Freelance Photographer & Weekend Photo Editor
I work as a Freelance Photographer, as well as Photo Assist. I am still working my way into the industry and know I can still learn a great deal from other photographers while continuing to build my own business, so that’s what I’m currently focused on. I was also just hired as People Magazine’s Weekend Photo Editor, and am excited to get started in this new endeavor!
WHAT SHE DOES FOR LOVE: Photography will always be my first and foremost love, but I’m also extremely passionate about women’s rights activism and actively run a feminist blog that has been steadily building steam: Feminist Like Me. I do my best to make sure it’s as diverse and inclusive as possible, addressing not only women’s issues, but also diversity issues, lgbtqia challenges, ageism, and ableism, because I strongly believe all these marginalized groups will only benefit from working together and acknowledging the prejudices and disadvantages we all face. I especially love working on photo projects that combine with my activist passion, and am currently developing a few concepts that I hope to share soon.
I’m also an avid outdoorswoman. I love to go hiking, kayaking, swimming; anything that gets me outside and back in nature is always a high priority for me. I feel it’s deeply important for people to reconnect with our roots and remember that our planet is something far more valuable than we realize, and in great need of protection.
HER BEAUTY: It sounds silly, but I just love MoroccanOil. I love my hair, but it’s always been a tangly, fly-away-ridden mess that I never felt really lived up to its potential. Finding MoroccanOil changed all that by keeping it healthy and hydrated without weighing it down like other oil-based products. Combined with a solid haircut, now I love my hair instead of feeling like it always let me down, and I don’t think I could ever go back to living without it.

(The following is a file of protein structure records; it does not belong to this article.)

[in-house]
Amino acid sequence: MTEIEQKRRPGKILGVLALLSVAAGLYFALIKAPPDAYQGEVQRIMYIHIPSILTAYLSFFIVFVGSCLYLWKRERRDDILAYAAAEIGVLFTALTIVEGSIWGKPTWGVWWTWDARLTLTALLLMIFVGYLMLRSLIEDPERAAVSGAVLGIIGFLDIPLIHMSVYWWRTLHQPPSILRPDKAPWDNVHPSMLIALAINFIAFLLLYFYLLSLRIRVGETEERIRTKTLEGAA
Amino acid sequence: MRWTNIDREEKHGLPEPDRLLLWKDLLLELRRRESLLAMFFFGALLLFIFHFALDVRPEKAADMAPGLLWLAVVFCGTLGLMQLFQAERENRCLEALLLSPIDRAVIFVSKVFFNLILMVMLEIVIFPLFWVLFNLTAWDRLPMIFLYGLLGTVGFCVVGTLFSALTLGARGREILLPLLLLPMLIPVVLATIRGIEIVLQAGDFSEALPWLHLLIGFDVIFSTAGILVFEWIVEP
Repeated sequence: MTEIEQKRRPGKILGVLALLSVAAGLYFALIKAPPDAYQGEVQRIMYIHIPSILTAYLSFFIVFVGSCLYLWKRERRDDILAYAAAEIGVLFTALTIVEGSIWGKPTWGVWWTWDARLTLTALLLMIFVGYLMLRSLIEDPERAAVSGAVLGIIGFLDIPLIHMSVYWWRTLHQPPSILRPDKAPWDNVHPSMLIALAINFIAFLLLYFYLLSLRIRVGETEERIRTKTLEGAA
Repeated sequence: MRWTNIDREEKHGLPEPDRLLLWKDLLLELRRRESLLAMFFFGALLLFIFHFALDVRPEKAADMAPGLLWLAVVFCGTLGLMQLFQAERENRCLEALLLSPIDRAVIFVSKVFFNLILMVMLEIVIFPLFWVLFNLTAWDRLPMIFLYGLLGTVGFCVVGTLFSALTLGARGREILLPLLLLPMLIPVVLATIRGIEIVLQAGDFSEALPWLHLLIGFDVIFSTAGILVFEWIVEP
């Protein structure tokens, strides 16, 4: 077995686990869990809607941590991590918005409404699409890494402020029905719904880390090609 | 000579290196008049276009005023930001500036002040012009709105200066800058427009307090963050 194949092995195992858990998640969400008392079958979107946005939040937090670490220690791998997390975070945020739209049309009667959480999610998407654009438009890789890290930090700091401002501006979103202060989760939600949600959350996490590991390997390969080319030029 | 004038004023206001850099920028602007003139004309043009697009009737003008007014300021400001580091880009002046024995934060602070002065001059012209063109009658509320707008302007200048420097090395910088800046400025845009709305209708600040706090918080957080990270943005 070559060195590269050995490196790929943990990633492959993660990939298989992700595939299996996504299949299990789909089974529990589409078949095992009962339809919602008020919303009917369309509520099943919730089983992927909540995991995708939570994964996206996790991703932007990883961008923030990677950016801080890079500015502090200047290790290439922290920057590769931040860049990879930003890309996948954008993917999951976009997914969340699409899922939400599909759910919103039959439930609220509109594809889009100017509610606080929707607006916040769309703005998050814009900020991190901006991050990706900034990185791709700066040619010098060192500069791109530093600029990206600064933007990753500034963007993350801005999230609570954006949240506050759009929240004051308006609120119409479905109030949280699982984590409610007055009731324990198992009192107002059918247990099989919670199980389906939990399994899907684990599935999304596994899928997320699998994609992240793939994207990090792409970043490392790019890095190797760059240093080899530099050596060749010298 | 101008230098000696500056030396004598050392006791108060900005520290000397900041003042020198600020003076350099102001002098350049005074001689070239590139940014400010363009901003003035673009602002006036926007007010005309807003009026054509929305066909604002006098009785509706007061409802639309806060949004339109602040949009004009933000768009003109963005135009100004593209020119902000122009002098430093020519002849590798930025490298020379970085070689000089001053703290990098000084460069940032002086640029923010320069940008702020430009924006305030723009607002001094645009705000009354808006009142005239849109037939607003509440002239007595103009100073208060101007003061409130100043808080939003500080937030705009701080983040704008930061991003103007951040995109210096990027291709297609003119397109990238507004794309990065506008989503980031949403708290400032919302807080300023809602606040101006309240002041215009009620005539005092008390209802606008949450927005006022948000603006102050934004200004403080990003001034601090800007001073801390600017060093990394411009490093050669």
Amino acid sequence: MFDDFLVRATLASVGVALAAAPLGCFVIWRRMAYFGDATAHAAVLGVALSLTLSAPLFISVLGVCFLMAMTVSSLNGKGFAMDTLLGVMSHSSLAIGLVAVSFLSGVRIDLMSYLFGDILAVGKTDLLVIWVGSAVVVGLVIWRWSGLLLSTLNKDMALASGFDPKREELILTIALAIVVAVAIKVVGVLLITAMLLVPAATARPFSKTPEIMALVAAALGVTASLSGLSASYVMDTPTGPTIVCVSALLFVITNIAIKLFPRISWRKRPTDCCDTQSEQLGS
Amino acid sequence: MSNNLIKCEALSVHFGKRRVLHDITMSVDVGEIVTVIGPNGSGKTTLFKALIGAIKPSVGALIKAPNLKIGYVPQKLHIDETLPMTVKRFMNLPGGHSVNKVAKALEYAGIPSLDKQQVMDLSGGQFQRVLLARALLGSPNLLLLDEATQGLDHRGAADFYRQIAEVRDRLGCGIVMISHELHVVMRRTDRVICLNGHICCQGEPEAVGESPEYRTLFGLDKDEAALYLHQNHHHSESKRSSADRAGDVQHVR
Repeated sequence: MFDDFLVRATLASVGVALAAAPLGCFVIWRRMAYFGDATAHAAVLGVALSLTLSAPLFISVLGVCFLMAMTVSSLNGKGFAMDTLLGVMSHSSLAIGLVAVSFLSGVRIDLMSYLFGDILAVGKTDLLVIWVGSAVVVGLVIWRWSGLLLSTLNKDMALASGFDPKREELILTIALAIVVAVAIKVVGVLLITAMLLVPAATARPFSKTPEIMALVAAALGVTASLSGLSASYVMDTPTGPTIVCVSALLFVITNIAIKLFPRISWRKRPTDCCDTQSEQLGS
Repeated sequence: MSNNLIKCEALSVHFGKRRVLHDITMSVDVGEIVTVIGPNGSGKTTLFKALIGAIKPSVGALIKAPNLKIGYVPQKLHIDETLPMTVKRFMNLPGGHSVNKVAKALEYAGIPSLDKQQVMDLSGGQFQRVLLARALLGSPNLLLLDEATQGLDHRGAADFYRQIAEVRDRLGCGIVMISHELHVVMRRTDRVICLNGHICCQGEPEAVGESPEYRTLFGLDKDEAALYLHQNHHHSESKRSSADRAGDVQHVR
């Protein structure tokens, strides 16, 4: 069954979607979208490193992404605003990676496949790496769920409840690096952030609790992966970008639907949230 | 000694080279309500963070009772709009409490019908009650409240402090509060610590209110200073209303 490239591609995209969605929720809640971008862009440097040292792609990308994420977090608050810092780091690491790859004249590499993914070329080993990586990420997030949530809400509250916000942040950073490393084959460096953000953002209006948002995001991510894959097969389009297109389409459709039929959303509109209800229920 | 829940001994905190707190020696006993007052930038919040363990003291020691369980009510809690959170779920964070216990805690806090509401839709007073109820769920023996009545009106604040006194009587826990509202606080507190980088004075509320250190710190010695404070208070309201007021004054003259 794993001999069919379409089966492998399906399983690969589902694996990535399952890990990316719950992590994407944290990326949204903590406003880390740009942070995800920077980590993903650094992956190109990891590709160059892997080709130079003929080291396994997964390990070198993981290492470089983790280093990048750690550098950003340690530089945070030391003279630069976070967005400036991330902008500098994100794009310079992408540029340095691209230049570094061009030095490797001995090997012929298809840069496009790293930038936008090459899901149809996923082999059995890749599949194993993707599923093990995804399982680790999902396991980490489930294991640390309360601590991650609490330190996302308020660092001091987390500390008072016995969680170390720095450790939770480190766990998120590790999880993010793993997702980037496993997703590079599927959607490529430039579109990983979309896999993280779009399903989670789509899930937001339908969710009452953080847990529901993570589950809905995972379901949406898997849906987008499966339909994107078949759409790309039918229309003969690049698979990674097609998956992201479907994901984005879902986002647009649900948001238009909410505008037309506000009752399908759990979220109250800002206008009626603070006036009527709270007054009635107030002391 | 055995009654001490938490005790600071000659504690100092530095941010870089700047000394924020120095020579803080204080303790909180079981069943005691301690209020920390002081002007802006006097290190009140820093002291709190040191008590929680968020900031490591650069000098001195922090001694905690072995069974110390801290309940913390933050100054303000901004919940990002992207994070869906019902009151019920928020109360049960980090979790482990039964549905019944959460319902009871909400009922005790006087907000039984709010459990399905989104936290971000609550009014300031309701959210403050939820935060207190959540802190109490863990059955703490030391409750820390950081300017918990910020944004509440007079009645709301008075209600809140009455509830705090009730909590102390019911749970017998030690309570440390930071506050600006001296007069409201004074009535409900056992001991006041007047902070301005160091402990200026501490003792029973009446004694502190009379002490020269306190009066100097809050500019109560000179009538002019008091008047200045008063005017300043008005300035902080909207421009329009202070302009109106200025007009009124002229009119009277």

HER 2015 GOAL: A big goal this year is getting work published or recognized in some way. I’ve gotten a lot of great feedback on my work since I’ve moved to the city, but have fallen short in translating that feedback into exhibitions or publications. I will always consider just creating my work an achievement in and of itself, as so many people never even allow themselves the opportunity to pursue their passions, but I would love to do more with the work I do.
ON HER PASSION PROJECT: I would love to find a way to turn my blog, Feminist Like Me, (run strictly on passion and free time currently) into a profitable side [business]. I will always do my absolute best to continue to run it no matter its financial returns (or lack thereof) and have been doing so for over three years now, but I would love to work with UltraViolet, the Center for Reproductive Rights, or many other women’s rights organizations to help make even more change possible.
ON ADJUSTING TO THE CITY: It sounds strange to say, but just getting to NYC was a struggle. Coming from rural Pennsylvania, adjusting to city life was certainly a challenge, and a big fear to overcome. Despite living relatively close my whole life, we never really ventured into the city, so my first real taste of it was when I moved here two years ago, and it’s been a long adjustment period. Even now, I still sometimes feel out of place or that I don’t have what it takes.
ON PROVING HERSELF: I had a photographer whose work I’d always admired and been inspired tell me I “didn’t have what it takes” to survive the city and that I was “a rabbit who would get eaten by the tigers.” While I can happily say that has yet to be a true assessment of my character and talent, his words came at a difficult time and dealt my artistic confidence quite a blow (it was very much a Rory Gilmore/ Mitchum Huntzberger moment, without the dramatic spiraling out, for my fellow Gilmore Girls fans). While it was a soul crushing experience for a few weeks, after the initial blow, I was determined to prove him wrong, and I like to think I’ve been successfully doing so for the moment.